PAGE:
[8] Casale – a hamlet, a small village, especially one without a church

[9] Pizzo Superiore - an agricultural community near Palena

[10] Catalogue of Barons - (Catalogus Baronum) is an early 12th Century record, a list of all the Barons in the Southern regions of the Italian Peninsula, (corresponding to the Kingdom of Naples, but not including Sicily) drawn up in the early 1150’s and revised about 20 years later by the Norman Kings William I, the Bad (1154-1166) and William II, the Good (1166-1189); it also covers the Barons’ feudal rights and duties – it can be regarded as Italy’s Domesday Book.

The Catalogue of Barons was drawn up primarily for military motives; the King needed soldiers to send to the Holy Land for his Crusades and to defend his realm, so he needed to know which places he could depend on to provide them; according to the numbers of inhabitants was calculated how many men at arms each place could provide. In those days one soldier was assigned for every 24 families (each family on average was calculated as having 5 people).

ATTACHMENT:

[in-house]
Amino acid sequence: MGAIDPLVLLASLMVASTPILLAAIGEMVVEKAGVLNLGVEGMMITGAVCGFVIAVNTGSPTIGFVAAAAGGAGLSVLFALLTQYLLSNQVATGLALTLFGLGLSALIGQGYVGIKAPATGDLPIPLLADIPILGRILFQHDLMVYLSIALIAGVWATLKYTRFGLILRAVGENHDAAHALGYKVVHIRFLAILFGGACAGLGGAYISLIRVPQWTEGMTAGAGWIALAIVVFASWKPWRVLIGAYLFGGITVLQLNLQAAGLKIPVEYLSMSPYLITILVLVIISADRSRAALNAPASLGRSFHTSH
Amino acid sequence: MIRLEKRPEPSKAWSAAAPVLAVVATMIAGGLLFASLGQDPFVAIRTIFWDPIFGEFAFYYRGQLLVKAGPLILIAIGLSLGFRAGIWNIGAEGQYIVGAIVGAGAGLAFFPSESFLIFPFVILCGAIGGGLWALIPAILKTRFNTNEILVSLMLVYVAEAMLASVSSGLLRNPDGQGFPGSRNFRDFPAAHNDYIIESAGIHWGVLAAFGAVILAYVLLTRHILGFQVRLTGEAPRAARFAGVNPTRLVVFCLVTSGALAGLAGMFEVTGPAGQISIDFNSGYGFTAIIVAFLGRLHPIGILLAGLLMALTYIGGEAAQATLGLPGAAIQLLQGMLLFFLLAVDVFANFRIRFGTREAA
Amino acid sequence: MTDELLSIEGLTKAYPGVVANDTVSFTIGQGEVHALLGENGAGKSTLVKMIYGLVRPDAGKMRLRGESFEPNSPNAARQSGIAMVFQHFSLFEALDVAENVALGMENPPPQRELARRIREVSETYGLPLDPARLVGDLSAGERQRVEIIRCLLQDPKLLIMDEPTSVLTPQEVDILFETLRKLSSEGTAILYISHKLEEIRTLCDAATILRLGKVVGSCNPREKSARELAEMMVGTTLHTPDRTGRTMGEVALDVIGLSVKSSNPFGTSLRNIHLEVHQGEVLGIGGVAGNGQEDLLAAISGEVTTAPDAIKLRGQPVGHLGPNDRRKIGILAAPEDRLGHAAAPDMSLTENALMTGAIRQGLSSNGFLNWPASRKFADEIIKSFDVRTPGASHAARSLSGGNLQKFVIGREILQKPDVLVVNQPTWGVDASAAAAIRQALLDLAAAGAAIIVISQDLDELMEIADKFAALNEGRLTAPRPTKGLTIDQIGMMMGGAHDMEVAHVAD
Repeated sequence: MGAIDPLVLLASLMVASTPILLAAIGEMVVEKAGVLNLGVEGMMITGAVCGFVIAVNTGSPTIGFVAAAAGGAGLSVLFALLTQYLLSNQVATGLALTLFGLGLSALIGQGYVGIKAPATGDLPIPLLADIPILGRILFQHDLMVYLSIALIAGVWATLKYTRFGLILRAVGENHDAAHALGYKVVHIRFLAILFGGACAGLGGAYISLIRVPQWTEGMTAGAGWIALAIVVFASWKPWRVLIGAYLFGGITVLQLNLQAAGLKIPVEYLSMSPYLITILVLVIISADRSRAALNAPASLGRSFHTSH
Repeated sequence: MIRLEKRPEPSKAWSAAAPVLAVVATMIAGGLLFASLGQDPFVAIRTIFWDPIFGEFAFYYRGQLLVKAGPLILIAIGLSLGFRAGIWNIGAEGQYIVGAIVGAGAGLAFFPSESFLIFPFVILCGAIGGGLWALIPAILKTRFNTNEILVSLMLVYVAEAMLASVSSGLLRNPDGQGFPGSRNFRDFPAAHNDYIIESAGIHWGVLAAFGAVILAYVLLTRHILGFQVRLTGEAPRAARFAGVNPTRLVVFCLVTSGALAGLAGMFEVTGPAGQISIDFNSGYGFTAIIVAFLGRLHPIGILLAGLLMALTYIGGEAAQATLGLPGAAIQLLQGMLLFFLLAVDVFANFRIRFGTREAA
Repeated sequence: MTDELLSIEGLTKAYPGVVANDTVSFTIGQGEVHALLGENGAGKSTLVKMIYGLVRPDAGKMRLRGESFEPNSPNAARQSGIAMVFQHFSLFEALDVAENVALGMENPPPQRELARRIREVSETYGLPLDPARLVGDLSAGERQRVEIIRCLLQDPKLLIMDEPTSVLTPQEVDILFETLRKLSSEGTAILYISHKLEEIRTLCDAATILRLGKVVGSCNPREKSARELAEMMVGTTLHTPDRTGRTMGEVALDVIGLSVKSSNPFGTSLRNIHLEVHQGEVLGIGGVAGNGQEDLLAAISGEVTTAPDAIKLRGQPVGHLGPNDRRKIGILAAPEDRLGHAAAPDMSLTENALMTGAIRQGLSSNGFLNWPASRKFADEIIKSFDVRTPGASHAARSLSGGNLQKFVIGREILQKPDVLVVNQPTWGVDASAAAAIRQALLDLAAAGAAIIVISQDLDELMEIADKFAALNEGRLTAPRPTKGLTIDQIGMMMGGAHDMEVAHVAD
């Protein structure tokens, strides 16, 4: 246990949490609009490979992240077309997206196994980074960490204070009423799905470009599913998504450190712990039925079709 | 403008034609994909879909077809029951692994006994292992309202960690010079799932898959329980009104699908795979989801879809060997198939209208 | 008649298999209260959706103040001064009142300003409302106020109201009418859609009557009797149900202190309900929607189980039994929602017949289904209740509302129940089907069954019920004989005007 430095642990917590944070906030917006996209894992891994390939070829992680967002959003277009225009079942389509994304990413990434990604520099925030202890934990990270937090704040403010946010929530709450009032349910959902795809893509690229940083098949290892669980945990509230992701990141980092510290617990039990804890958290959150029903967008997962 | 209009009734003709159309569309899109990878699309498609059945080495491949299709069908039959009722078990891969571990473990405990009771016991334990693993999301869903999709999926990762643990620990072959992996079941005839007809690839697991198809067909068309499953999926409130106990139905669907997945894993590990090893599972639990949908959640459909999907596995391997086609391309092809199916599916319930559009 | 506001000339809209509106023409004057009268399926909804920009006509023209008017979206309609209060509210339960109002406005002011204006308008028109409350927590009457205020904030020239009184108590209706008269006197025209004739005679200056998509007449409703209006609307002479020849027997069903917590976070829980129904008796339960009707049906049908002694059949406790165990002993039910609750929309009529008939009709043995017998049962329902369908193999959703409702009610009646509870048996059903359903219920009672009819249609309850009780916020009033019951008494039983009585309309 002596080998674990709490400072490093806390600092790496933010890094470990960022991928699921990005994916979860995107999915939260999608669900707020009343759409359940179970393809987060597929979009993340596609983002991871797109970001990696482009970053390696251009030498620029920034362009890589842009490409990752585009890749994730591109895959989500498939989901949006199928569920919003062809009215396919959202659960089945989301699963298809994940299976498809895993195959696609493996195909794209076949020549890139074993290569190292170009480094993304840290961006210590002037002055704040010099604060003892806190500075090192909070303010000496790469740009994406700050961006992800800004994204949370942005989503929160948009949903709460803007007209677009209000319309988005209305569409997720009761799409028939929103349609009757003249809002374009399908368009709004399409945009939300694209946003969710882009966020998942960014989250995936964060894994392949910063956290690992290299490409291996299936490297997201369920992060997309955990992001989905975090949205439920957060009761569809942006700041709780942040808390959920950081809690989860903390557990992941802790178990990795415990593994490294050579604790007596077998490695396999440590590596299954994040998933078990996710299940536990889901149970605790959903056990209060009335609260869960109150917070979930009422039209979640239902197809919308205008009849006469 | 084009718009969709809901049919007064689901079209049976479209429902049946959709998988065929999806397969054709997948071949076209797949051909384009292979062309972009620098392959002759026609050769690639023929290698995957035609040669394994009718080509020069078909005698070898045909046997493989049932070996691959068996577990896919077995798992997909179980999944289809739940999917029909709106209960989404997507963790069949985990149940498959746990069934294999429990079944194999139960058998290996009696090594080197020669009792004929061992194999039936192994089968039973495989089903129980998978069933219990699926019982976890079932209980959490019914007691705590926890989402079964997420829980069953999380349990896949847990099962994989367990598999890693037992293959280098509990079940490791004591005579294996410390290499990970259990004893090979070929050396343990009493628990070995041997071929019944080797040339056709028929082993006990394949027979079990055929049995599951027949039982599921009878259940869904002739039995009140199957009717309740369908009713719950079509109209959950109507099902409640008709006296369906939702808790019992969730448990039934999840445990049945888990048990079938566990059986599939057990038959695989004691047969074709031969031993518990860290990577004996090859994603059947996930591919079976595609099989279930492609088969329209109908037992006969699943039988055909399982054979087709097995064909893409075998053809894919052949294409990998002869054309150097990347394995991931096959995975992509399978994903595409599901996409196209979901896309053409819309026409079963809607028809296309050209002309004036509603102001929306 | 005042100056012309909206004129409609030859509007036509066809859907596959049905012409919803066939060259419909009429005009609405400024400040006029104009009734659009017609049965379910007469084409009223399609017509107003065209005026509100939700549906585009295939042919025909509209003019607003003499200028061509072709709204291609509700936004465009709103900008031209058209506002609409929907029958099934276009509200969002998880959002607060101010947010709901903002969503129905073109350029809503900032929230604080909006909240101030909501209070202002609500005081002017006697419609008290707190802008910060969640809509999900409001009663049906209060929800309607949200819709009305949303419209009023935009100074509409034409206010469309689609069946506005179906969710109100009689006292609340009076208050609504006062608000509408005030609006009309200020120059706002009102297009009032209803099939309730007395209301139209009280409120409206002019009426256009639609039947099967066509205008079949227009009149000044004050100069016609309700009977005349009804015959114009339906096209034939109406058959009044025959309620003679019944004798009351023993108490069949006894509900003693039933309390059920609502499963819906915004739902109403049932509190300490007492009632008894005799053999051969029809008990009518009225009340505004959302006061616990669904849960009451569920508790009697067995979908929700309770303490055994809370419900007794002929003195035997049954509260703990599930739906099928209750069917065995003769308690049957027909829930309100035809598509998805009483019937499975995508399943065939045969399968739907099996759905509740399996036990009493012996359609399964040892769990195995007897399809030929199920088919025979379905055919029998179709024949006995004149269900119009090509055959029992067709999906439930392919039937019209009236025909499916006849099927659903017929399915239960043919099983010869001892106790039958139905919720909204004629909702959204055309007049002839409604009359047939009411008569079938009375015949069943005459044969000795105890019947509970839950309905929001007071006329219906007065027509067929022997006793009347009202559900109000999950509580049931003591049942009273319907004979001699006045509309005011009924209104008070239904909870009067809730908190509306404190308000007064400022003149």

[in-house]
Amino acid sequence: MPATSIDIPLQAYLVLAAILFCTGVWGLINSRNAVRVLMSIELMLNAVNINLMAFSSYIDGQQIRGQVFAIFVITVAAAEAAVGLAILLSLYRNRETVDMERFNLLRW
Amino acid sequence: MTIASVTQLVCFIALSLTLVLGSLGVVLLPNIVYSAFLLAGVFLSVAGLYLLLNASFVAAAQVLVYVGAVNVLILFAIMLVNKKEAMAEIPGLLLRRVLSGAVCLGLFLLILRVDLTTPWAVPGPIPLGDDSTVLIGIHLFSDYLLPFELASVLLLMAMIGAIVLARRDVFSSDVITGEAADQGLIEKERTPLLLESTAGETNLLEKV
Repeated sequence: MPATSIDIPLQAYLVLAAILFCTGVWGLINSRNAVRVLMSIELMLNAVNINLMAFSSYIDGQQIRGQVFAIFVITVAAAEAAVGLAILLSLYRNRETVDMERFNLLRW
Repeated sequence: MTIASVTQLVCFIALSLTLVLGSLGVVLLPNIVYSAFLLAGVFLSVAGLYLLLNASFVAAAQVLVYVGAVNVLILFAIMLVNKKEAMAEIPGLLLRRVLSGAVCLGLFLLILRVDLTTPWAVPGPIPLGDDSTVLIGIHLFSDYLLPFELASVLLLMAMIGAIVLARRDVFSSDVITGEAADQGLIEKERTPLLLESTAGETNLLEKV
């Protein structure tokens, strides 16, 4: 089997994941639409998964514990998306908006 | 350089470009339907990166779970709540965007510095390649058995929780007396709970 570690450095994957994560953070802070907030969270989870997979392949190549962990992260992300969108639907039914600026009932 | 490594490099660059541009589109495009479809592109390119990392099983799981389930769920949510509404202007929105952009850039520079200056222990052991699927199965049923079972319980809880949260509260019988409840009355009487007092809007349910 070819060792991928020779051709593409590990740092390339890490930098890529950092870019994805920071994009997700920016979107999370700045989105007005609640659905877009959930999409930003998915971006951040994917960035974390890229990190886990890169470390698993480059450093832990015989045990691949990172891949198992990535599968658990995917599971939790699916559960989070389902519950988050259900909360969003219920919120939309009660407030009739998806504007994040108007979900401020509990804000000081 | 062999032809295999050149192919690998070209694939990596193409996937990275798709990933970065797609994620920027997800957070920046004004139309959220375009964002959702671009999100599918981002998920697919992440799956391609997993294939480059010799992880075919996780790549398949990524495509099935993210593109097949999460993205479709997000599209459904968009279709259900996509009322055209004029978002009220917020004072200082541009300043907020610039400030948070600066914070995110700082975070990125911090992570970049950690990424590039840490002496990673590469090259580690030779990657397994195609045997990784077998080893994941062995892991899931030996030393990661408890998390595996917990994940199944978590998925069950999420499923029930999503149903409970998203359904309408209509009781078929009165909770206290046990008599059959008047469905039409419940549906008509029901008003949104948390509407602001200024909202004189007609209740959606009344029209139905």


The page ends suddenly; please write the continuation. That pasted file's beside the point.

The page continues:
Interestingly the surnames of the "new" aristocracy are based on local toponyms (names derived from a place or region) i.e. from places they owned in Italy, rather than Normandy. Most of these knights were of minor families of Normandy’s nobility (some might not even have been of the landed class, but rather adventurers in search of fortune); the more important noble families sent their sons to conquer England, not Italy.

[11] Tarantole – good quality woven woollen cloth, from Majellan sheep – made from the 15th Century through to the present day

© Amici di Torricella

Translation courtesy of Dr. Marion Apley Porreca